The abelian length of this presentation is the sum $\sum |M_{ij}|$ of the absolute values of the entries of $M$, and we can transform an abelian presentation into a presentation by adding relations saying that the generators commute, so an abelian presentation with $s$ generators of abelian length $\ell$ gives a presentation of length $\ell + 4{s \choose 2}$. On the other hand, every presentation abelianizes to an abelian presentation, so the shortest presentation gives an upper bound on the shortest abelian presentation.

So for any finite abelian group $A$, define $\text{alen}_s(A)$ to be the minimal abelian length of an abelian presentation with $s$ generators, and define $\text{alen}(A) = \min_s \text{alen}_s(A)$ to be the minimal abelian length of an abelian presentation. Then we have

$$\text{alen}(A) \le \text{len}(A) \le \min_s \left( \text{alen}_s(A) + 4{s \choose 2} \right).$$

An abelian presentation for $A \times B$ is just given by putting together a presentation for $A$ and a presentation for $B$, so $\text{alen}$ behaves better with respect to direct products than $\text{len}$ does: we have

$$\text{alen}(A \times B) \le \text{alen}(A) + \text{alen}(B)$$

and even

$$\text{alen}_{s_1 + s_2}(A \times B) \le \text{alen}_{s_1}(A) + \text{alen}_{s_2}(B).$$

Both of these, together with a variation on the composition series construction above, suggest (and it shouldn't be hard to turn this into a proof) that the largest length of a finite abelian group of order $\le n$ will be attained for a cyclic group $C_p$ of prime order, so let's now consider only that case.

If we make the further simplifying assumption $r = s$ (which I think should always be satisfied by a presentation of minimal length but who knows), then, if $M$ is an $s \times s$ integer matrix, its cokernel presents the cyclic group $C_p$ of order $p$ iff $\det(M) = \pm p$. So in this case we are trying to find a square integer matrix of determinant $\pm p$ such that $\sum |M_{ij}|$ is as small as possible.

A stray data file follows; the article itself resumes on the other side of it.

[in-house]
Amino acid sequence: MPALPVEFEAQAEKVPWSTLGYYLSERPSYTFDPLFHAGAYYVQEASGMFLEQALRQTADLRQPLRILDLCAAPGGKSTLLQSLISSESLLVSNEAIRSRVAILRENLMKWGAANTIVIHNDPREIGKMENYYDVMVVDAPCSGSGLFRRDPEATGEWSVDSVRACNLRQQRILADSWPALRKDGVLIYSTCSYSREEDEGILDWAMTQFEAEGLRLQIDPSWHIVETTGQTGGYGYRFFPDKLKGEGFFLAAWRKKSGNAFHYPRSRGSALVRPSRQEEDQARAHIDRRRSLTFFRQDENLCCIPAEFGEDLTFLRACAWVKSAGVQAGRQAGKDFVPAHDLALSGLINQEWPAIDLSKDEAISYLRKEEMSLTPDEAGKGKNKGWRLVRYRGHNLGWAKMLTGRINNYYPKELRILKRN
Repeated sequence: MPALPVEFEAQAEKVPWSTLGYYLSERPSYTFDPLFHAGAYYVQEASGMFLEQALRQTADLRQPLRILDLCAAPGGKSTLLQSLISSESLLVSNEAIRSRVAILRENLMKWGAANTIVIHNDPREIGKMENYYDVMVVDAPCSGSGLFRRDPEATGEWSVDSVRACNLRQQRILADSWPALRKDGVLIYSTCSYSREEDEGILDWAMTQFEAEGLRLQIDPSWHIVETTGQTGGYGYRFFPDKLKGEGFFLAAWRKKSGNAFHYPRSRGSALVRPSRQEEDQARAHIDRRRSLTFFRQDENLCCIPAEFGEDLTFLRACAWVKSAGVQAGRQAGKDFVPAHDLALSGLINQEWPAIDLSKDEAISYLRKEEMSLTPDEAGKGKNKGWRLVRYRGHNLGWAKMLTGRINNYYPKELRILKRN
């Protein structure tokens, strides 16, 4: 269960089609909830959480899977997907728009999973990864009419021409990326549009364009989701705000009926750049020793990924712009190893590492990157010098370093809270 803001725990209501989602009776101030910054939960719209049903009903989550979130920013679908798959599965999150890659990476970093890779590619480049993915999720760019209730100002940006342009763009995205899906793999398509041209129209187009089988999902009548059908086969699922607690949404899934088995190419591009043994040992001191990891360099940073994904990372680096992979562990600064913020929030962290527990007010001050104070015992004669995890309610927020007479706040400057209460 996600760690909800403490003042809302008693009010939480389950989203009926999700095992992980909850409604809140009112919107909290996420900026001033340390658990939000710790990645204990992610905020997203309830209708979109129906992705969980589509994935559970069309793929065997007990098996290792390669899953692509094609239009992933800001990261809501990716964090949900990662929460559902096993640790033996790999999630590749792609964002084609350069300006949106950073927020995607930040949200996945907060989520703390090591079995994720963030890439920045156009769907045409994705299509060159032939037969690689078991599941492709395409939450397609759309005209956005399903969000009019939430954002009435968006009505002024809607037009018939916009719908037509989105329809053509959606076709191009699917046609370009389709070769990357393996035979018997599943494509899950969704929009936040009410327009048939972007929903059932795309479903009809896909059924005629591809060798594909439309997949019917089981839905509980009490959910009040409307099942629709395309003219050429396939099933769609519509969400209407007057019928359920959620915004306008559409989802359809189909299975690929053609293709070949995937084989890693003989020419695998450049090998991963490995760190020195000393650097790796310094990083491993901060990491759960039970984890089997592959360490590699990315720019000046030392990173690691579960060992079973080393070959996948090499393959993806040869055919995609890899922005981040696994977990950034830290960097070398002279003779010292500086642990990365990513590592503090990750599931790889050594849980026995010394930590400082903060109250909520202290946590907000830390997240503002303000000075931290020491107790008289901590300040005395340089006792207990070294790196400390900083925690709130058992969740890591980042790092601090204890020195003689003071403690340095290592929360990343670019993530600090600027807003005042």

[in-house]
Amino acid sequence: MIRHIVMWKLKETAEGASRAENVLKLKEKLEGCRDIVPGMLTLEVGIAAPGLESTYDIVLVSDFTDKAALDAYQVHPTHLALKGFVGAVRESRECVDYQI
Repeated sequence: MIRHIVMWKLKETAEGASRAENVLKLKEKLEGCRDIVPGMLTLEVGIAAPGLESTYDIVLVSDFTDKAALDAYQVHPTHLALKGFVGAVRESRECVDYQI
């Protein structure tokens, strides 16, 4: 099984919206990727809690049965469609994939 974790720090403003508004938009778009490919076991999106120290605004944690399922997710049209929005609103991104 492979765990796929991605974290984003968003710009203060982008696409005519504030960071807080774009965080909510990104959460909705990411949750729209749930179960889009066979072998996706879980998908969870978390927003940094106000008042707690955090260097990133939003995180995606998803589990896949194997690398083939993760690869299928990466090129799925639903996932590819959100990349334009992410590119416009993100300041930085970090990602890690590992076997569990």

Let's now further specialize to the case that $r = s = 2$, so we're now looking for $2 \times 2$ integer matrices $M = \left[ \begin{array}{cc} a & b \\ c & d \end{array} \right]$ such that $|ad - bc| = p$ and such that $|a| + |b| + |c| + |d|$ is as small as possible. This already seems tricky! At least one of $a, b, c, d$ must have size at least $\sqrt{ \frac{p}{2} }$ and it is sometimes possible to get them this small but I have no idea whether it's always possible to get them this small.

To be really explicit, if we can find a prime of the form $p = 2n^2 - 1 = n^2 + (n^2 - 1)$ then we can take $a = d = n, b = n-1, c = -(n+1)$. Some messing around in WolframAlpha gives that this is prime when $n = 102$ (I want $n$ to be big enough that we can see the $\sqrt{p}$ asyptotic behavior); we get $p = 20807$. So we get an abelian presentation of $C_{20807}$ of length $408$ and hence, after adding the single relation that the two generators commute, a presentation

$$\langle x, y \mid x^{102} = y^{103}, x^{102} = y^{-101}, xy = yx \rangle$$

of $C_{20807}$ of length $412$! This only gives an upper bound $\text{len}(C_{20807}) \le 412$ on the length of a single group so it doesn't give a lower bound on $LG(n)$ (for which we'd need to find a lower bound on the length of some group of order $\le n$), but it does mean I no longer even know whether to conjecture that we should have $LG(n) = (1 - o(1)) n$ or $\sqrt{n}$ or what! Are there infinitely many primes $p$ which can be written $p = ad - bc$ for integers $a, b, c, d$ such that $|a|, |b|, |c|, |d| \le \sqrt{p}$? I have no idea!

Edit: Here's an even wackier example showing how small presentations of $C_p$ can be. There are these things called continuants that are determinants of certain tridiagonal matrices. A particular specialization of them, corresponding to a determinant of a tridiagonal matrix whose nonzero entries are $\pm 1$, gives Fibonacci numbers. Any Fibonacci number $p = F_{s+1}$ that's prime produces an $s \times s$ tridiagonal matrix $M$ with determinant $F_{s+1}$ such that $\sum |M_{ij}| = 3s-2$ and hence a presentation of the cyclic group $C_p$ of length $3s-2 + 4{s \choose 2}$, which is $O(\log^2 p)$! Many Fibonacci primes are known but it's an open question whether there are infinitely many.

Unfortunately, as amusing as this is, to lower bound $LG(n)$ we need to go the opposite way: we need primes $p \le n$ which are as hard to represent as the determinant of an integer matrix with small entries as possible... (or perhaps I am even wrong about reducing to the $r = s$ case!)